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An excerpt from www.HouseOfNames.com archives copyright 2000 - 2017

Origins Available: English, German


The name Weiden was brought to England in the great wave of migration following the Norman Conquest of 1066. The Weiden family lived in Buckinghamshire, on Whielden Lane, Amersham. Today Weedon is a village and also a civil parish within Aylesbury Vale district to the north of Aylesbury and south of Hardwick in Buckinghamshire.

Weiden Early Origins



The surname Weiden was first found in Northamptonshire where they held a family seat at two villages called Weedon Beck and Weedon Lois. They held these lands from the Count of Mortain, and were conjecturally descended from Hugh of Grand Mesnil in Normandy. The poet, Dame Edith Sitwell, is buried in the village.

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Weiden Spelling Variations


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Weiden Spelling Variations



Endless spelling variations are a prevailing characteristic of Norman surnames. Old and Middle English lacked any definite spelling rules, and the introduction of Norman French added an unfamiliar ingredient to the English linguistic stew. French and Latin, the languages of the court, also influenced spellings. Finally, Medieval scribes generally spelled words according to how they sounded, so one person was often referred to by different spellings in different documents. The name has been spelled Weedon, Weeden, Weeton, Weton, Wedon and others.

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Weiden Early History


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Weiden Early History



This web page shows only a small excerpt of our Weiden research. Another 179 words (13 lines of text) are included under the topic Early Weiden History in all our PDF Extended History products and printed products wherever possible.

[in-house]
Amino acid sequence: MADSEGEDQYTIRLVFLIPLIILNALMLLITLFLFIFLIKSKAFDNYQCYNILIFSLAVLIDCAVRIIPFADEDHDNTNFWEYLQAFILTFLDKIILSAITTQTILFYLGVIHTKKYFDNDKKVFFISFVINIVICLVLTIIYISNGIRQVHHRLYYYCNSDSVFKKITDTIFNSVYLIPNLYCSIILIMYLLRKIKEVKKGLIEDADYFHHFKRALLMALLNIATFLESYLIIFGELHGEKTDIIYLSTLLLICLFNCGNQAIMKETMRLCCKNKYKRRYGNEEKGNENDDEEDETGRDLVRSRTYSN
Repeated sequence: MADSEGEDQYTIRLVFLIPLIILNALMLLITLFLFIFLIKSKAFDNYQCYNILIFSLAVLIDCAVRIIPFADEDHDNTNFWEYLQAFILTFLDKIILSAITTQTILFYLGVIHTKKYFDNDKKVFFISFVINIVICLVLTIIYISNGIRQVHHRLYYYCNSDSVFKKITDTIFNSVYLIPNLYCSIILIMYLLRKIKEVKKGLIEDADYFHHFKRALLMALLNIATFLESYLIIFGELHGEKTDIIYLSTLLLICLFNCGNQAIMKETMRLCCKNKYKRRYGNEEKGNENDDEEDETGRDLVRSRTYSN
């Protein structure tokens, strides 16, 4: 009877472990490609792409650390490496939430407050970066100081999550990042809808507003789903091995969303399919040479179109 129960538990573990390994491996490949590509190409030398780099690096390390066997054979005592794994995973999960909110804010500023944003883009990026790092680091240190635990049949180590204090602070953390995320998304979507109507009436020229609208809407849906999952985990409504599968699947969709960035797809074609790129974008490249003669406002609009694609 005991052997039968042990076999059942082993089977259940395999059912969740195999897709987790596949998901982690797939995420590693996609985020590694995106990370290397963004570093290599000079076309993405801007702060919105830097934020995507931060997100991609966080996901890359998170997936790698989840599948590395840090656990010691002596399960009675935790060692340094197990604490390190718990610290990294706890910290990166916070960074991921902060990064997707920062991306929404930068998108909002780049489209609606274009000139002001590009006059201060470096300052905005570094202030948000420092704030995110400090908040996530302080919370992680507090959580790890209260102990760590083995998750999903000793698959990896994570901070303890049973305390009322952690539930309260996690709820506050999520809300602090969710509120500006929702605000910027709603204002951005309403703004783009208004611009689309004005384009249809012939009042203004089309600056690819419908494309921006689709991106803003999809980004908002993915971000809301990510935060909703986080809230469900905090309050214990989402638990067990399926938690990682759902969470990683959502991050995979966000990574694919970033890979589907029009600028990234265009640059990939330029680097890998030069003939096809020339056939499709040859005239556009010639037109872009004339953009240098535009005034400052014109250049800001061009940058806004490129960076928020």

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Weiden Early Notables (pre 1700)


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Weiden Early Notables (pre 1700)



Another 21 words (2 lines of text) are included under the topic Early Weiden Notables in all our PDF Extended History products and printed products wherever possible.

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The Great Migration


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The Great Migration



To escape the political and religious persecution within England at the time, many English families left for the various British colonies abroad. The voyage was extremely difficult, though, and the cramped, dank ships caused many to arrive in the New World diseased and starving. But for those who made it, the trip was most often worth it. Many of the families who arrived went on to make valuable contributions to the emerging nations of Canada and the United States. An inquiry into the early roots of North American families reveals a number of immigrants bearing the name Weiden or a variant listed above:

Weiden Settlers in United States in the 18th Century

  • Johan Jacob Weiden, who arrived in Pennsylvania in 1749 [1]CITATION[CLOSE]
    Filby, P. William, Meyer, Mary K., Passenger and immigration lists index : a guide to published arrival records of about 500,000 passengers who came to the United States and Canada in the seventeenth, eighteenth, and nineteenth centuries. 1982-1985 Cumulated Supplements in Four Volumes Detroit, Mich. : Gale Research Co., 1985, Print (ISBN 0-8103-1795-8)